“If we learned anything from Breonna Taylor it is that no-knock warrants have deadly consequences for innocent, law-abiding Black citizens,” Mr. Crump said at a news conference on Friday.
No-knock warrants allow the police to enter property without first announcing their presence and are primarily used when there is concern that evidence will be destroyed or officers will be put in danger.
Tony Romanucci, another lawyer representing Mr. Locke’s family, said Mr. Locke had “no idea” who was in his apartment. “Had they announced who they were and why they were there, this tragedy could have been averted,” Mr. Romanucci said.
Mayor Frey said in a statement on Friday that no-knock warrants would not be allowed while the city reviewed its policy with experts who helped create “Breonna’s Law,” an ordinance passed after Ms. Taylor’s death that bans no-knock warrants in Louisville.
During the moratorium, which the mayor said was “to ensure safety of both the public and officers,” the police must knock, announce their presence and wait a reasonable amount of time before entering with a warrant.
Mr. Locke’s father, Andre Locke, said at the news conference that his son was the third oldest of eight siblings. He said his son had been working for the food delivery service DoorDash and was “a week away” from moving to Dallas, where his mother, Karen Wells, lives. Andre Locke said that several of his cousins worked in law enforcement and that one of them was a mentor to Amir.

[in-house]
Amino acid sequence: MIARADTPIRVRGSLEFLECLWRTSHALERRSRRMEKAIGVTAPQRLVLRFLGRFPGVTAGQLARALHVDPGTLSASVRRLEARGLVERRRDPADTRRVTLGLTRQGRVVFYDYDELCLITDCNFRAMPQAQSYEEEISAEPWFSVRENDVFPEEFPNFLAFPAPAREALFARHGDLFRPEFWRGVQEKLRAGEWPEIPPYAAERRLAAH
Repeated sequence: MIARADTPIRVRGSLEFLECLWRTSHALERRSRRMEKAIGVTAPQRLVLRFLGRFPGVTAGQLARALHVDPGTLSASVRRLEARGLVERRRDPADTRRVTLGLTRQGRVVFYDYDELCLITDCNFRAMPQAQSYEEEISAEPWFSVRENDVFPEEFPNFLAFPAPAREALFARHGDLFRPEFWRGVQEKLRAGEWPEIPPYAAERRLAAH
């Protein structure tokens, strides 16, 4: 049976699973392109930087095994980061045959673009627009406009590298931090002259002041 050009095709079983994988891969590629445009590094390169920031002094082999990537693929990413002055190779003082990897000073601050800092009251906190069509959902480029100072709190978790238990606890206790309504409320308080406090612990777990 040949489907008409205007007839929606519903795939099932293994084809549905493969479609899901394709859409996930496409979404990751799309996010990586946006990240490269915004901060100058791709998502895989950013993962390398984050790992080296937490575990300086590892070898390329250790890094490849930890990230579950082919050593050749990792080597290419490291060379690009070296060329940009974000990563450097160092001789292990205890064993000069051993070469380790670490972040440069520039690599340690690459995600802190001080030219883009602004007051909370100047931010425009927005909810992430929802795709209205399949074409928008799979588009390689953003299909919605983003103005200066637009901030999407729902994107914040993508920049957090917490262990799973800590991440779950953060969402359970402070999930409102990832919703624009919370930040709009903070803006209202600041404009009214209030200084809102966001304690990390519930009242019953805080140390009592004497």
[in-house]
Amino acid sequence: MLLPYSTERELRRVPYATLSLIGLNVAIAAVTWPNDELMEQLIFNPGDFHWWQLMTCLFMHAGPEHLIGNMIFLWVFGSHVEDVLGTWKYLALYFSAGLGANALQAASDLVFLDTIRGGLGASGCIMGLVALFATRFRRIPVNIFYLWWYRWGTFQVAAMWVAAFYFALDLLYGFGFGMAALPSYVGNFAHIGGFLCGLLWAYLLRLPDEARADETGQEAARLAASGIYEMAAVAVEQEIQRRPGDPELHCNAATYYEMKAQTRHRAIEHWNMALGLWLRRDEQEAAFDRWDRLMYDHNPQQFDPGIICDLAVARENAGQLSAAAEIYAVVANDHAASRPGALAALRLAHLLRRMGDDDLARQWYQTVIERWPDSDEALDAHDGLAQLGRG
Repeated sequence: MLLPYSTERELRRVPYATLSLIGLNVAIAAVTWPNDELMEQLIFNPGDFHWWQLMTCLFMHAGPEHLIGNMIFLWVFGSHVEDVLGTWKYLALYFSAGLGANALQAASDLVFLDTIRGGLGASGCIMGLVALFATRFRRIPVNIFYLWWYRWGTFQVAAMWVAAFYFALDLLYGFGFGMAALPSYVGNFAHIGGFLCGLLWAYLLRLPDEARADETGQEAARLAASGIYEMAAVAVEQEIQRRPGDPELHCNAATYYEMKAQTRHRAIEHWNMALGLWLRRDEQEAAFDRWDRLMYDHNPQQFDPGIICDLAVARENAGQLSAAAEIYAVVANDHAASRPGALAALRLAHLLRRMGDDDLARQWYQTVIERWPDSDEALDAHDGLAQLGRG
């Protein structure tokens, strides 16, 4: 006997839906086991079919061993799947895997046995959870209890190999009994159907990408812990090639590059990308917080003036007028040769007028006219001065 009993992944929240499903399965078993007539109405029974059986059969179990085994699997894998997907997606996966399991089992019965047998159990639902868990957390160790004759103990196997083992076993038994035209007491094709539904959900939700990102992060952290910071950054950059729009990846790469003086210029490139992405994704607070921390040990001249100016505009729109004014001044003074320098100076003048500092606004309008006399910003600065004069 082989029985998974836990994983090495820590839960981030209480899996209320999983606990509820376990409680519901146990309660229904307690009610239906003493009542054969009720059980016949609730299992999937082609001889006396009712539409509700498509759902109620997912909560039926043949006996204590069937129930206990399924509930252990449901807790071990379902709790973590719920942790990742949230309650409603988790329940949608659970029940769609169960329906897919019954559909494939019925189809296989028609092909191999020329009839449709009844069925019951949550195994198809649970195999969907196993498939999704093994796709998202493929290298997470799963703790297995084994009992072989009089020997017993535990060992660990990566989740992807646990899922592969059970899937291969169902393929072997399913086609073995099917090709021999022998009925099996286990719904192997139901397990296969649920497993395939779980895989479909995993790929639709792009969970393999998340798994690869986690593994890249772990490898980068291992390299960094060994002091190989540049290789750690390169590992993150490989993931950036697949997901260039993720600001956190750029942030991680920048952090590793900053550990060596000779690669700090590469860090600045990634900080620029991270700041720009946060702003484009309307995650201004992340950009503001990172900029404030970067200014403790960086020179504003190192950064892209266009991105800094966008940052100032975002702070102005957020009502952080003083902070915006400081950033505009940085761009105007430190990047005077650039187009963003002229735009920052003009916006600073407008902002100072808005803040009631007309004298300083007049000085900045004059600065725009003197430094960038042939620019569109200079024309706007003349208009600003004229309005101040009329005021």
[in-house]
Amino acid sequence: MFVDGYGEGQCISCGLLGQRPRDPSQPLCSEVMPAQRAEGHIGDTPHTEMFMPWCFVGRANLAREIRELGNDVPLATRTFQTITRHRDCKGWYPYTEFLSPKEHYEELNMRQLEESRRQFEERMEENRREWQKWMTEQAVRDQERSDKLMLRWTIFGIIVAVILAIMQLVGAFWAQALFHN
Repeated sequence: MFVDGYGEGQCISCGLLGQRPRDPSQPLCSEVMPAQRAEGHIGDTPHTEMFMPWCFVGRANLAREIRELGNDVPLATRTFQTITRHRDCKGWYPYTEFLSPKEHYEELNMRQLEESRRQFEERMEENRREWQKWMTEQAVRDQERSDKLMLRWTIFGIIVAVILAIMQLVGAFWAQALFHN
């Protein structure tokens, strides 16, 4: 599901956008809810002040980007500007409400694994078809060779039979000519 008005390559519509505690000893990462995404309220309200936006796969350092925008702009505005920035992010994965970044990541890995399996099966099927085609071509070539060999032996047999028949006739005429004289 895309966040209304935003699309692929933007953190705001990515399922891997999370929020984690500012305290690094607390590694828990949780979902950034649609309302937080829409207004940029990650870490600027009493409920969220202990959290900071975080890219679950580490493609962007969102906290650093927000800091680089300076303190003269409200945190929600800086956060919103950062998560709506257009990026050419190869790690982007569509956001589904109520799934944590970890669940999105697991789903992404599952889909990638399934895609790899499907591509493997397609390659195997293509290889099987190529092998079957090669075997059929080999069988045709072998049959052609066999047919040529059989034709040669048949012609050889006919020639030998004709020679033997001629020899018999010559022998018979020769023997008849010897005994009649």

“It was hurtful, it hurt deep to see my son executed, to see our son executed,” Mr. Locke said. “But the part that struck me the most was that he never got a chance to see or to know who killed him.”
Ms. Wells said she and her son would frequently talk on the FaceTime app when they were apart.
“I am going to miss just being able to see my son grow into a man, that’s what I am going to miss,” Ms. Wells said. “I am going to miss the fact that he didn’t, he won’t even get the chance to become a father and give us grandchildren.”
The Minneapolis Police Department has been under scrutiny since Officer Chauvin held his knee on Mr. Floyd’s neck for more than nine minutes during an arrest in May 2020.
Mr. Floyd’s death generated widespread outrage, and protests across the country that summer called for social justice and police reform. An attempt to change policing in Minneapolis failed in November, when 56 percent of voters rejected a ballot measure that would have replaced the city’s Police Department with a public safety agency.
The release of the footage of Mr. Locke’s death came more quickly than in past cases, and after pressure from Representative Ilhan Omar and state officials.
Ten members of the Minneapolis delegation of the State House of Representatives had called for the footage to be released immediately in a letter to Mayor Frey and Chief Huffman.
“Minneapolis has a long path before us in establishing a trusting, effective and professional relationship between its Police Department and community,” the representatives wrote.